Traveling responsibly during this time also means respecting the rules and regulations of the place you’re visiting. Some places, like Jamaica, are asking tourists to stay in specific areas or ‘resilient corridors’ for the duration of their time in the country. And just because you might not get caught, doesn’t mean that it’s ok to disregard those rules and venture further.
Even where travel within a region isn’t limited, stay away from large gatherings. A November festival in Tulum saw hundreds of maskless tourists cram dancefloors, tents, and beaches. The multi-day festival resulted in dozens of cases, many of which weren’t even diagnosed until after the individuals returned home. American tourism to the Riviera Maya is up 23% over 2019, and unfortunately, the parties continue despite the efforts of authorities.
And the responsible decisions don’t stop once you leave. Many countries mandate a quarantine period for travelers returning home from international destinations. I booked my flight with the full understanding that I will have to quarantine for 14 days back in Canada—and while I don’t love it, I will respect it.
Rebuilding struggling economies
When we talk about whether traveling during a pandemic is responsible or reckless, we also have to consider that there are many economies around the world that rely on tourism to survive.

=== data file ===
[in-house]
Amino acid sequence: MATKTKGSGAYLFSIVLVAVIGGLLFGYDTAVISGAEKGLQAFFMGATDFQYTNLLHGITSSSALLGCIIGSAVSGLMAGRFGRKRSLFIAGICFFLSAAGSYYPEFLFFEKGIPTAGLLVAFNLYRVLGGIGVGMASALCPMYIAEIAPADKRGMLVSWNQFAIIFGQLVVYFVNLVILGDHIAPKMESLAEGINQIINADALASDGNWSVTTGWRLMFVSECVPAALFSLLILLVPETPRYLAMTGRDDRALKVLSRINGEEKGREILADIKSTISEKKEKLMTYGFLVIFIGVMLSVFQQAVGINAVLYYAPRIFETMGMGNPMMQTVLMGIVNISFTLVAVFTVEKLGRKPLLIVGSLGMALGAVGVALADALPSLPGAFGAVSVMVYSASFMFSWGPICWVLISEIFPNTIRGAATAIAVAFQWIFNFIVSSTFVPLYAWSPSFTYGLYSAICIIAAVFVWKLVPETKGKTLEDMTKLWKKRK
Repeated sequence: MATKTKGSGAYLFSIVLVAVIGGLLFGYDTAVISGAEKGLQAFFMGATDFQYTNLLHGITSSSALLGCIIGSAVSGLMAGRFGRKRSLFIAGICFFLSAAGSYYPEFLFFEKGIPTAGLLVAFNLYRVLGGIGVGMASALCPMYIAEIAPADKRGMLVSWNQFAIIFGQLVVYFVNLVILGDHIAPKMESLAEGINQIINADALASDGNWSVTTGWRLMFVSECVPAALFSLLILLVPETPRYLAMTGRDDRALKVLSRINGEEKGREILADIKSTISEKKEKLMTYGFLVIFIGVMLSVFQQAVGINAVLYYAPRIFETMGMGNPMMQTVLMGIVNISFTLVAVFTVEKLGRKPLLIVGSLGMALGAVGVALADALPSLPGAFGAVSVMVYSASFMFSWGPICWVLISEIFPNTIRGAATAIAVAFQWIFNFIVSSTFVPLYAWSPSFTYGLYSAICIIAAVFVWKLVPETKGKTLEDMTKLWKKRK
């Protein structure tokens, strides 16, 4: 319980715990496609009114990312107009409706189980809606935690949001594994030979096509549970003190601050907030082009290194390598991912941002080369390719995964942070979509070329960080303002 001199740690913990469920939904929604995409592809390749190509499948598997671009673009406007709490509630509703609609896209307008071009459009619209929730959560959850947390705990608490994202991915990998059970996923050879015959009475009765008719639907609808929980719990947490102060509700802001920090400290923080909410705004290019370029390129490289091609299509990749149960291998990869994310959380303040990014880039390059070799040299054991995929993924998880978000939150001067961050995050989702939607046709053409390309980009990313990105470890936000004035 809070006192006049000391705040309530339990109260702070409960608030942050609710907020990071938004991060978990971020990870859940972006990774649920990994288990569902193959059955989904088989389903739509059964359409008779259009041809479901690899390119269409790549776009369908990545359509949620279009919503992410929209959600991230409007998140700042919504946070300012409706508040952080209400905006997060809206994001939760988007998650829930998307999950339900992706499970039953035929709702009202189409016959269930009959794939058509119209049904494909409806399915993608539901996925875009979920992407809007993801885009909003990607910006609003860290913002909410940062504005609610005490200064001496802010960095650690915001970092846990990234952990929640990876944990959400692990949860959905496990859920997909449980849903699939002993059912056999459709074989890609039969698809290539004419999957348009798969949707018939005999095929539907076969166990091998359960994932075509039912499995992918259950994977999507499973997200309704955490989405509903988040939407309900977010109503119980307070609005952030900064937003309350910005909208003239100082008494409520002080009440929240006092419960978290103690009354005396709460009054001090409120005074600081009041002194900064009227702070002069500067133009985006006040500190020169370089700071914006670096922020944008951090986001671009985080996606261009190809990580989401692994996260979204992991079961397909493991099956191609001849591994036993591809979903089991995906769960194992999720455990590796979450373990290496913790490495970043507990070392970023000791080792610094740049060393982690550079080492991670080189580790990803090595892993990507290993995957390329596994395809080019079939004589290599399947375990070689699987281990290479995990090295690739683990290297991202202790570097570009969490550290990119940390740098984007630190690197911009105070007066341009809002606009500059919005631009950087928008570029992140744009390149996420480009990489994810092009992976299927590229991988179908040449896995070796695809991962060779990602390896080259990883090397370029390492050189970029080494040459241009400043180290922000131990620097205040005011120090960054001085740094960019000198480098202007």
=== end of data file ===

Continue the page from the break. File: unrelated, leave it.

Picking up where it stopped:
In Mexico, tourism generates about 17% of the country’s GDP. But during the first few months of the pandemic, Quintana Roo lost more than 100,000 jobs in the tourism sector, which makes up more than 80% of revenue in the state. Hotel occupancy rates in Tulum were 10% in April—and dropping. Unemployment there hit 50% in May.
It’s a similar story around the globe. A report from the UN suggests that up to 120 million tourism jobs are at risk, with economic damage likely to exceed $1 trillion in 2020 alone.
Certainly, it’s going to take time for global tourism to rebound. And we’re not talking months, but years—maybe even decades. Whether you’re traveling locally, domestically, or internationally, remember that it matters where you spend your money.
Help small businesses and bolster the local economy by choosing local hotels, shops, and restaurants over multinational chains whenever possible. It’s not the big corporations that are suffering the most, it’s the ‘mom-and-pop’ shops, the family-run restaurants, the individuals who make their living by offering tours or experiences to travelers.
So as I prepare to spend a week enjoying the sun, I’m feeling ok about my choice. I won’t travel if I’m feeling unwell, I’ll wear my mask when appropriate, I’ll stay away from gatherings, and I’ll frequent local businesses that need my support. And to top it off, I’ll escort a handful of rescue pups to their new homes in Canada.
Jessica Barrett is a freelance writer and editor from Toronto, Canada. She has a background in the travel industry and previously worked with a content marketing agency, creating content for clients including Expedia, HomeAdvisor, and Vivid Seats. Jessica specializes in content production for nonprofits and has written for organizations working in human rights, conservation, education, and health care. She is also the screening lead and editor for DIBS Rescue and owns a small-batch granola business with her sister.